Agency: Cordis | Branch: FP7 | Program: MC-ITN | Phase: FP7-PEOPLE-2012-ITN | Award Amount: 3.86M | Year: 2013
The ATBEST ITN will develop innovative research and training for the biogas industry in Europe. It comprises eight training sites located in the UK, Ireland, Germany and Sweden and is a multidisciplinary collaboration between internationally-renowned research teams and industrial partners, each with complementary expertise in a wide range of environmental technologies. 12 ESRs and 2 ERs will be recruited and each will participate in secondments, industrially relevant training and 3 Summer Schools. The aim is to establish long-term collaborations and develop structured research and training relevant to industry and academia along the biogas supply chain (biogas production from feedstock to its utilisation as energy). The project will reinforce and expand existing research links to standardise and advance biogas training. The Renewable Energy Directive (2009/28/EC) sets EU targets of a 20% share of energy from renewable sources in the overall energy mix by 2020. However, current technologies are not sufficient to reach these targets in a sustainable manner. ATBEST will develop new and innovative technologies for the biogas sector, to enable Europe to implement its Energy 2020 strategy and to address the challenges of increasing energy demand and energy generation costs. The young researchers will create new knowledge for the biogas industry, and will develop advanced technical and commercial skills to enhance their employment opportunities upon completion of the programme. ATBEST outputs will be disseminated across Europe to policy makers, applicable sectors (including energy, agri-food and transport), academia and to the general public. An Innovation, Exploitation and Employability Steering Group will input industrial and policy expertise from the Associate Partners to the training programme. The Associate Partners will also provide feedback to each fellow and provide additional industrial secondment opportunities.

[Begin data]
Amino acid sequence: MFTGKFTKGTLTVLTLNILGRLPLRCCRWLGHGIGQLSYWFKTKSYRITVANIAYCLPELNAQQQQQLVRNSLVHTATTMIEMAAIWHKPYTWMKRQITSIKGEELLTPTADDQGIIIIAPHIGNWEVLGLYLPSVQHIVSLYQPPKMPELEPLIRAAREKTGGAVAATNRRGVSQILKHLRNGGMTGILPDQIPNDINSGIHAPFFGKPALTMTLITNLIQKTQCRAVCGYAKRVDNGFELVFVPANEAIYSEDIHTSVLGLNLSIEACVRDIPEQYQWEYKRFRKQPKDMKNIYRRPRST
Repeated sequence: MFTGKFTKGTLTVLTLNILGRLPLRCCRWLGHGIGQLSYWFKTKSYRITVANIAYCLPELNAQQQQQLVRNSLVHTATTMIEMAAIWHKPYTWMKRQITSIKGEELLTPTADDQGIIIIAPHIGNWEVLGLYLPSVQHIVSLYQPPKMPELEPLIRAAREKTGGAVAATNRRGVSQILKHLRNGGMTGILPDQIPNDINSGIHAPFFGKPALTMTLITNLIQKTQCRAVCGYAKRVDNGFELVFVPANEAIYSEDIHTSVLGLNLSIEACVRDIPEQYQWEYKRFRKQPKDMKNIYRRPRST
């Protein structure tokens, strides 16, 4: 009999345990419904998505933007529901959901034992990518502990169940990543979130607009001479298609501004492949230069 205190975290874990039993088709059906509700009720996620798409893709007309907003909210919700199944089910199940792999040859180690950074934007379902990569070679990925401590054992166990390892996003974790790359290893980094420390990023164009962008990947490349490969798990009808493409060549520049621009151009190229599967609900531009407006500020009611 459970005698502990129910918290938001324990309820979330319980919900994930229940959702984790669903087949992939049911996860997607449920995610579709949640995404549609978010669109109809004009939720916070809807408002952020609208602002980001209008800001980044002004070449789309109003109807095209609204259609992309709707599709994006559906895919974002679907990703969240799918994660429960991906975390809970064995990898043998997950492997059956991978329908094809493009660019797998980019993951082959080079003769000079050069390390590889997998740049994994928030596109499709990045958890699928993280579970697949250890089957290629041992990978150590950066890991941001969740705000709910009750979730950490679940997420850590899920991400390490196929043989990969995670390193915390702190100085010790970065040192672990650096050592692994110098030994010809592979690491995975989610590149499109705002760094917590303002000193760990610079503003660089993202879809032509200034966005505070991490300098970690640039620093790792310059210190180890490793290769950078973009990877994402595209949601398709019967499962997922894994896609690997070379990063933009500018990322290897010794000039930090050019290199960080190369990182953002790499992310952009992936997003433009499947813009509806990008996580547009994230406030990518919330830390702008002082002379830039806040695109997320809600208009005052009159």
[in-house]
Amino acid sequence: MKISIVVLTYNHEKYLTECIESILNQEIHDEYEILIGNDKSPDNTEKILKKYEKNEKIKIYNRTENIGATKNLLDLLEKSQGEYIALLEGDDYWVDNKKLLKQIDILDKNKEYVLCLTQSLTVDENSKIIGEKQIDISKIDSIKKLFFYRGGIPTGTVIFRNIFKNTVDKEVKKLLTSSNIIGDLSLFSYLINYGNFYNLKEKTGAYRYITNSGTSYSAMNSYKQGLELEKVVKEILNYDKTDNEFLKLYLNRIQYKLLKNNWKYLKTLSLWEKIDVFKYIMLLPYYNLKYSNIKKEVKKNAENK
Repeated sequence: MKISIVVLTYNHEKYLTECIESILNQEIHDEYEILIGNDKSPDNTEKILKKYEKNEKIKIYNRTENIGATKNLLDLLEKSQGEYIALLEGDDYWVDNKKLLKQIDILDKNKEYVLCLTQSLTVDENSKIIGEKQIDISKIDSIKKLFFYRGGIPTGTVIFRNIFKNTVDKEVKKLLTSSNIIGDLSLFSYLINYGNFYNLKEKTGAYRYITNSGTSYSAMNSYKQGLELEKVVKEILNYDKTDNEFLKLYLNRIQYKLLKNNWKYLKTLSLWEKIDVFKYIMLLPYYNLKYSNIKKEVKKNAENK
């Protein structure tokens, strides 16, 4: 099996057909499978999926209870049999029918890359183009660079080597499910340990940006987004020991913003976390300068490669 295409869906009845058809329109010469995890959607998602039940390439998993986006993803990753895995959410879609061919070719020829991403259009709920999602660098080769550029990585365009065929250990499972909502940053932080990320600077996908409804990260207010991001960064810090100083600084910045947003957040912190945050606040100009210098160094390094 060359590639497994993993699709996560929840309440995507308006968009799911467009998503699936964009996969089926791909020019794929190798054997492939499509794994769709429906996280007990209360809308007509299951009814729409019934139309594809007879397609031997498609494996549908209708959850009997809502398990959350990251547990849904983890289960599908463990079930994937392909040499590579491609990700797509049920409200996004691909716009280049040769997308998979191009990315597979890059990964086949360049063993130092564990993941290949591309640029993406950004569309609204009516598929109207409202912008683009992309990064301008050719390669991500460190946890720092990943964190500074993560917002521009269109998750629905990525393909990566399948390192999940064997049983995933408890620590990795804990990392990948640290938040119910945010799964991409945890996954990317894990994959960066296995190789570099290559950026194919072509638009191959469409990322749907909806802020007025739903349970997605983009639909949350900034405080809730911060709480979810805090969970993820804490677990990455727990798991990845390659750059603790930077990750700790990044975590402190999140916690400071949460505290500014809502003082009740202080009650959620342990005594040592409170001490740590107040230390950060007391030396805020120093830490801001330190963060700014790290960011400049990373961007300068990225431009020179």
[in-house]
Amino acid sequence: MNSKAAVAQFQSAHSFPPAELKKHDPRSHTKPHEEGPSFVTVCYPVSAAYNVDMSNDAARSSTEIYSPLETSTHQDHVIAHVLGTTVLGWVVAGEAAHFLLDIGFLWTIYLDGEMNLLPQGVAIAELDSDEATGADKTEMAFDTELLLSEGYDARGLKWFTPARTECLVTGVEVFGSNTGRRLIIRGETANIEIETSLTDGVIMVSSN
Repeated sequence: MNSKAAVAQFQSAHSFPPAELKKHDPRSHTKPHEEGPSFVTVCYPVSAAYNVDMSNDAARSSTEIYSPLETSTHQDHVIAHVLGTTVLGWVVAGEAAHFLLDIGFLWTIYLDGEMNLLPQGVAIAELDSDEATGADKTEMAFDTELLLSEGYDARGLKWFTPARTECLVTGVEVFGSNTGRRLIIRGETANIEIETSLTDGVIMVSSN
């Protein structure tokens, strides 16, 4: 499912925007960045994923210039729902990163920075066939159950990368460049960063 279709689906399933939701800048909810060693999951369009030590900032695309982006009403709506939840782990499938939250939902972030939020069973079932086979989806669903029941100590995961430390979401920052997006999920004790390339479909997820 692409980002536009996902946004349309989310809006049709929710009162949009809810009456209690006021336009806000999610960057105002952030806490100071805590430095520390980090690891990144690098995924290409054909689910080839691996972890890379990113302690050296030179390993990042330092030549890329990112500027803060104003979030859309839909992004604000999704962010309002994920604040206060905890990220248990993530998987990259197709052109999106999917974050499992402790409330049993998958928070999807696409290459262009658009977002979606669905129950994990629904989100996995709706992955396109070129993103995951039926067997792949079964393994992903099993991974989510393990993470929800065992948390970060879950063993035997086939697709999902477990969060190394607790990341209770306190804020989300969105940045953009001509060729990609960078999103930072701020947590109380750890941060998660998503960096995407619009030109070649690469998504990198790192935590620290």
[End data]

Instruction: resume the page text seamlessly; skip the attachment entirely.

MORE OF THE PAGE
Thamsiriroj T.,University College Cork |
Smyth H.,Bord Gais Eireann |
Murphy J.D.,University College Cork
Renewable and Sustainable Energy Reviews | Year: 2011
Ireland is heavily dependent on imported transport fuel. The bill in 2008 was 5.9 billion. Because of the significant resources in organic residues and feedstocks there is readily available potential to substitute 8.4% of oil with indigenously produced biomethane, a renewable gaseous transport fuel. This level of oil replacement with biomethane would directly save 500 m a-1 from imports, provide an injection of 500 m a-1 into the Irish economy and save a further 22 m a-1 in the reduced damage cost of traffic-related pollutant. The EU Renewable Energy Directive allows a double credit for biofuels produced from residues or lignocellulosic material. Thus the biomethane industry will allow compliance with the renewable energy supply in transport target of 10% in 2020 and the EU Landfill Directive. Biomethane is predicated on a compressed natural gas (CNG) industry. The grid in Ireland is extensive reaching 40% of all houses. However, development of this industry in Ireland requires strong government commitment. Recommended supports include: policy dictating that all new buses run on gaseous fuel; setting a market penetration target for CNG vehicles; mandation of biomethane as a proportion of gaseous transport fuel, subsidies for biomethane facilities and grid injection. © 2011 Elsevier Ltd. All rights reserved.
Agency: Cordis | Branch: FP7 | Program: CP-IP | Phase: SEC-2013.2.5-3 | Award Amount: 13.20M | Year: 2014